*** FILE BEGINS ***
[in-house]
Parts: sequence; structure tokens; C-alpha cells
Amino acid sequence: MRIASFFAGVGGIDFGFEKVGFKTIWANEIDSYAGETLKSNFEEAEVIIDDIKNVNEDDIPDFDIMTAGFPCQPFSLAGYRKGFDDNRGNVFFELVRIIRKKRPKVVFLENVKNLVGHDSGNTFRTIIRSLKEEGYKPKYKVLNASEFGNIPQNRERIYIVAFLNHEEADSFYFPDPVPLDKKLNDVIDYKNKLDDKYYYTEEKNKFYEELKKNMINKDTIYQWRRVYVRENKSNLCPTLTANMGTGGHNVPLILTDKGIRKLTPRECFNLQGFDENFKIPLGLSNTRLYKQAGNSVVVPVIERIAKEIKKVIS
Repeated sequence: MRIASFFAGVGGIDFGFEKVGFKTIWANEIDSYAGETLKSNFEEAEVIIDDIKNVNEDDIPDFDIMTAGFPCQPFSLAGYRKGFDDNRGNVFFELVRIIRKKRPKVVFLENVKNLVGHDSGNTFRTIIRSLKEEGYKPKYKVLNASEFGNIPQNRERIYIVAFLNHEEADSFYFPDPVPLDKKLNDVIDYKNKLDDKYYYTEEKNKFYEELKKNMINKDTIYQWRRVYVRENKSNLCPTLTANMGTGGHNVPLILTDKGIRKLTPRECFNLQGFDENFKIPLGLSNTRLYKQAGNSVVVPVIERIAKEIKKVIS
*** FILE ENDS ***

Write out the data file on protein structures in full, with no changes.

[in-house]
Parts: sequence; structure tokens; C-alpha cells
Amino acid sequence: MRIASFFAGVGGIDFGFEKVGFKTIWANEIDSYAGETLKSNFEEAEVIIDDIKNVNEDDIPDFDIMTAGFPCQPFSLAGYRKGFDDNRGNVFFELVRIIRKKRPKVVFLENVKNLVGHDSGNTFRTIIRSLKEEGYKPKYKVLNASEFGNIPQNRERIYIVAFLNHEEADSFYFPDPVPLDKKLNDVIDYKNKLDDKYYYTEEKNKFYEELKKNMINKDTIYQWRRVYVRENKSNLCPTLTANMGTGGHNVPLILTDKGIRKLTPRECFNLQGFDENFKIPLGLSNTRLYKQAGNSVVVPVIERIAKEIKKVIS
Repeated sequence: MRIASFFAGVGGIDFGFEKVGFKTIWANEIDSYAGETLKSNFEEAEVIIDDIKNVNEDDIPDFDIMTAGFPCQPFSLAGYRKGFDDNRGNVFFELVRIIRKKRPKVVFLENVKNLVGHDSGNTFRTIIRSLKEEGYKPKYKVLNASEFGNIPQNRERIYIVAFLNHEEADSFYFPDPVPLDKKLNDVIDYKNKLDDKYYYTEEKNKFYEELKKNMINKDTIYQWRRVYVRENKSNLCPTLTANMGTGGHNVPLILTDKGIRKLTPRECFNLQGFDENFKIPLGLSNTRLYKQAGNSVVVPVIERIAKEIKKVIS